Australia may soon amend criminal code

“I want to honour the people of our diaspora who heroically spearheaded the effort to call attention to the atrocities carried out by the Iranian regime here in Berowra and in other diaspora communities throughout the world as the member of parliament for Berowra, which has a sizable Persian minority”, said Julian Leeser, Member for Berowra.

He further said, “In my speech on Tuesday commemorating the anniversary of the National Apology to the Stolen Generations, I discussed our nation’s history and the crucial role that ordinary people’s modest deeds have played in bringing about change. I documented the 1927 stroll by Jimmy Clements and John Noble to the Old Parliament House’s opening and the 1938 march by that famous Yorta Yorta man William Cooper, who demonstrated in front of the German embassy following Kristallnacht.”

From a prison in Birmingham, Martin Luther King Jr. wrote: “Justice everywhere is threatened by injustice anywhere. We are together in a garment of destiny, entangled in an unbreakable web of reciprocity. Something that directly affects one also indirectly affects everyone.

When William Cooper did, Martin Luther King fully understood and agreed with our interconnectedness. In a democracy like ours, we honour what Alexis de Tocqueville saw when individuals come together to advance a truth or to cultivate a sentiment by becoming an inspiration to others. In a democracy like ours, we honour free speech by allowing a free press within this structure so that authority may be held accountable.

Free speech and political action can be upsetting because they want to change. This kind of political activity has been evident throughout the past year in Iran’s waves of protests for equality, freedom, and liberation. I want to express my respect for the young people in Iran who are risking everything to fight for freedom and liberty. I tell them they belong to a rich tradition that spans much of human history. You may be a victim of the sword of fear, but you are a defender of freedom.

The Persians are a timeless and ancient nation that has seen conflict and upheaval. As the young try to break free from the cult-like madness that has engulfed the old for more than 40 years, we know the future is trying to break away from the past. The only democracy in Middle East, state of Israel, and our great friend and ally, the United States, have been the targets of this madness for decades. That craziness has spread and is now being directed upon the people of their own republic.

The great American president Franklin Delano Roosevelt once talked about the four freedoms—freedom of expression, freedom of faith, freedom from want, and freedom from fear—as the foundations of human dignity. The Iranian people oppose a society where there is no need for fear. The fear of being branded a heretic for a careless word or a fervently held religious belief; the fear of being secretly recorded and having daily conversations monitored; the fear of a justice system, if you can call it that; the fear of women walking alone or wanting to cut their hair; the anxiety felt by someone who identifies as LGBTI and fears jail and death; the fear of being branded a heretic for a careless word or a fervently held religious belief

The Iranian government is lawless. Iran may have a coat of arms, a flag, uniforms, and a passport recognized by a decreasing number of nations. Still, they behave no differently than terrorists who administer Justice from a rifle mounted on the back of a Toyota vehicle. Iran’s crimes against its citizens have undermined the appearance of legitimacy. For this reason, I favour efforts to add the Islamic Revolutionary Guard Corps of Iran to the list of banned terrorist organizations. They are active at home and abroad, and the IRGC is feared. The Australian Signals Directorate has revealed that individuals with guard affiliations have launched ransomware operations against Australian organizations. They are well known for assisting the Assad dictatorship in Syria and Hezbollah, among other organizations on the list. The Islamic Revolutionary Guard Corps has lost all governmental credibility due to its repeated activities.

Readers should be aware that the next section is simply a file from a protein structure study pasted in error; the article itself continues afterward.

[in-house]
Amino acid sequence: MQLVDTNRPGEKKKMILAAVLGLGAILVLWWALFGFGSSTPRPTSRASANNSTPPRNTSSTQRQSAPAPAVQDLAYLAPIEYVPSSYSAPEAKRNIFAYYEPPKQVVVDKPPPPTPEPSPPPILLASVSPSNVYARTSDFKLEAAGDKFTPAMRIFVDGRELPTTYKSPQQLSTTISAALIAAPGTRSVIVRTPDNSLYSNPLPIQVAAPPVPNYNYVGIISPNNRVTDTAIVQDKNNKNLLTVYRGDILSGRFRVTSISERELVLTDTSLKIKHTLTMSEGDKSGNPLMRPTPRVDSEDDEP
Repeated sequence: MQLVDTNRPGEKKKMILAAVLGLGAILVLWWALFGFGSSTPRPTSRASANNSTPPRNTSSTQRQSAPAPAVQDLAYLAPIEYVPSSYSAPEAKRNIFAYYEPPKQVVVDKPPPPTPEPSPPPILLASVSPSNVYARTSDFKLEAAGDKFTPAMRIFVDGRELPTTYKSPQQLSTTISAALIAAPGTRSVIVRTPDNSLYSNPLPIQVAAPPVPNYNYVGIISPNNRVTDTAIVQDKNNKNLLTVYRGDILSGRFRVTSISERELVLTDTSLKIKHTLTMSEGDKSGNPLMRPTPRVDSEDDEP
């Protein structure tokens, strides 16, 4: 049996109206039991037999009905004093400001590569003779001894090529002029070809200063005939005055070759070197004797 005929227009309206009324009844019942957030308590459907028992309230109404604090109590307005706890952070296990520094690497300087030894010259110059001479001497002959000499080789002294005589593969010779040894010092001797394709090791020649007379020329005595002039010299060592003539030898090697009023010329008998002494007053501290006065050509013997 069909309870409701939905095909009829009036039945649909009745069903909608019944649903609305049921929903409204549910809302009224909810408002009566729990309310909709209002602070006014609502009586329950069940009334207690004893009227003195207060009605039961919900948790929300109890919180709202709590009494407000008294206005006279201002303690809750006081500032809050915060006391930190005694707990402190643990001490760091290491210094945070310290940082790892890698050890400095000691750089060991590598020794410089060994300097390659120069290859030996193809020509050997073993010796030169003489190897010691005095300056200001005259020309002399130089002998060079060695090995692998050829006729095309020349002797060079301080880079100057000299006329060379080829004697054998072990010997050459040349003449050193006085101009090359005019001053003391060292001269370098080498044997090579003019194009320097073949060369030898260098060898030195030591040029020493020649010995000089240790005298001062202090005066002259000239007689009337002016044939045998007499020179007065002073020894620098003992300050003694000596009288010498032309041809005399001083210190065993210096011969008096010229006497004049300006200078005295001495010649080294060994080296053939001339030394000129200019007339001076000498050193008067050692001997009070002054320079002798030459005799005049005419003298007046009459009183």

I know that concerns have been voiced regarding how difficult it would be to name the IRGC under section 5.3 of the Criminal Code. I respect the sensibilities because these are serious concerns. But tonight, I want to officially state and inform the government that we are willing to collaborate with them to support changes to the Criminal Code that will address those issues. I’m doing this in my capacity as the shadow attorney general. Working together, I am convinced we can add the Islamic Revolutionary Guard Corps to the list of terrorist organizations.

The lesson of 2022 and 2023 is that we should support those who are protecting liberty and hoisting the flag of freedom, whether in Iran, Ukraine, or anywhere else in the world.

Latest articles

Criminals barred from changing names in BC

Canada’s westernmost province, British Columbia, will now prevent individuals who have committed serious crimes from changing their names. This decision follows revelations that a...

Climate crisis making economic crisis worse

The economic impact of climate change is six times worse than previously believed, with global warming poised to reduce wealth on a scale comparable...

UK: Rishi Sunak-Akshata Murty’s wealth rise by £120m in a year

The personal fortune of Rishi Sunak and his wife, Akshata Murty, has increased by £120 million as the next general election approaches, according to...

Is US economy still struggling?

The United States finds itself amidst an intriguing economic surge, which carries implications not just for its own trajectory but also for global power...

Related articles